"In Peru and Chile, money transactions are straightforward in comparison to Argentina. In Argentina, there are more tax charges and tax rates are higher. This makes the country less competitive because final products can be 50% more expensive than elsewhere."

Claudio Gorichon


October 21, 2020



Could you give us an overview of Reno S.A and the location of your operations?

Reno S.A was founded in 1957 as a family business in Chile. We specialize in the distribution of solvents and work in partnership with companies such as Dow and BASF. Nine years ago, we began sales in the Argentinian market and three years ago, we also started operations in Peru – a very competitive market, where we are experiencing outstanding growth. The Chilean market is more mature, so we are investing heavily in diversifying our product line through a new automated processing plant. In the future, our ambition is to expand further in the Andean region, possibly with Colombia as the next destination.

How has the company adapted to the Covid-19 pandemic?

We have had to develop different strategies for each country in which we participate, and we have implemented working from home with good results. Peru was the worst affected country, and our sales there fell sharply during April and May. In Argentina we had lower sales and payment problems. In Chile, where our headquarters are located, we are more diversified and Covid affected us less. Having supplies for the cleaning and food industries and having good levels of stock in product distribution helped us during quarantine periods.

Can you elaborate on the company’s profile in Chile and how the company is perceived?

We commercialize raw materials to many industrial sectors in segments such as paints, inks, flexible foam, construction additives, cosmetics, cleaning products and food. We also supply products to the mining sector. We are the main reference for solvents in Chile; we were recognized by Dow as their best distributor for the Southern Cone. We see ourselves as doing more than just selling. In addition to the product, we offer technical consultancy, information and support.

Do you foresee acquiring other companies as a strategy for growth?

We made the deliberate decision to grow organically as opposed to acquiring other players within the business. This ensures that our growth is sustainable and minimizes our exposure to management risks. We want to grow at a sustained pace but not impulsively or irresponsibly, because growing through acquisitions can represent a loss of control. For this reason, we want to open operations in Colombia directly with our own office, and only after consolidating our presence in the Peruvian market.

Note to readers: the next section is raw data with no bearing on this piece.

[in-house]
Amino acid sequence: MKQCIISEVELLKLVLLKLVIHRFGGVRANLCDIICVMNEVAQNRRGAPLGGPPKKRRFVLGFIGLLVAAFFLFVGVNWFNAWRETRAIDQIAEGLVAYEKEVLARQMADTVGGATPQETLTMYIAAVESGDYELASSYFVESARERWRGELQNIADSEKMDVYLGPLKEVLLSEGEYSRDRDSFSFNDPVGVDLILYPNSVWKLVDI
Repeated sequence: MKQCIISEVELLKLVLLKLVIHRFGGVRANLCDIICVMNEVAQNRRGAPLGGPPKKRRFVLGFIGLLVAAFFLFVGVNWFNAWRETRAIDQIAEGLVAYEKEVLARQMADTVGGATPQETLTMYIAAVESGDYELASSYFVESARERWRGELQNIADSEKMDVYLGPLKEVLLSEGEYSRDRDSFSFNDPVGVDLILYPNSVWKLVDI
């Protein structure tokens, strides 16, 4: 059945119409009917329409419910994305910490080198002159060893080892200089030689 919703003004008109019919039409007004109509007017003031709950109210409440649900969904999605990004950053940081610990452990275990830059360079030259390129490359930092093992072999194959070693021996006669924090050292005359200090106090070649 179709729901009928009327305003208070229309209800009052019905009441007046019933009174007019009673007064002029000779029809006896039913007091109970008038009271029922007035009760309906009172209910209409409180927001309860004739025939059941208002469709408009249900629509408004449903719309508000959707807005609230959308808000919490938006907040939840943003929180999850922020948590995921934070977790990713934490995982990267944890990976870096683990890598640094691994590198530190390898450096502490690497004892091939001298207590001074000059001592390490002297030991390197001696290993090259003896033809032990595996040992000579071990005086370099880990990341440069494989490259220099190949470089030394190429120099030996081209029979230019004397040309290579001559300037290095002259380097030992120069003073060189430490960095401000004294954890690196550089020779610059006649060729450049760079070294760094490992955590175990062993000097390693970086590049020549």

Can you comment on the jurisdictions in which you operate from a tax and currency perspective?

In Peru and Chile, money transactions are straightforward in comparison to Argentina. In Argentina, there are more tax charges and tax rates are higher. This makes the country less competitive because final products can be 50% more expensive than elsewhere. Therefore, the focus of companies is typically on the domestic market, as exporting manufactured goods and other value-added goods are not a competitive option.

The exchange rates in Chile and Peru are not stable, but remain within manageable parameters, whereas in Argentina it is difficult to access the formal market, which is highly regulated and tends to discourage investment in that country. In Chile, from October 2019 to date, the peso has depreciated sharply. Due to social problems and a feeling of uncertainty about the country, many Chileans are demanding dollars.

How do you incorporate sustainability goals to the distribution business?

Part of our vision is to go beyond the mere buying and selling of products and to consider our responsibility not just with the clients and the general industry, but also with the local population and the environment. We demonstrate how handling chemical products responsibly does not result in harmful environmental impacts. The chemical Industry and the distribution industry are committed to sustainable development.

In our particular case, we offer good jobs and we help our community. We use the latest generation vehicles, thus reducing emissions to the environment. In our plants we comply with current legislation, there is responsible management, and we try to recycle or dispose of waste only in authorized places.  We have traceability of our suppliers and customers, and we strive for them to align with our sustainability strategies.


AESA speaks to GBR about how the pandemic has changed the paradigms for underground miners in Peru.
Byrnecut speaks to GBR about its expansion in the Americas.
Terrestrial Energy explains to GBR why small nuclear plants can benefit large mines.
Minera Solutions explains how solutions related to water issues are becoming increasingly important for Canada’s mines.


Top Engineering Services offers local steel fabrication and engineering services for mines in DRC.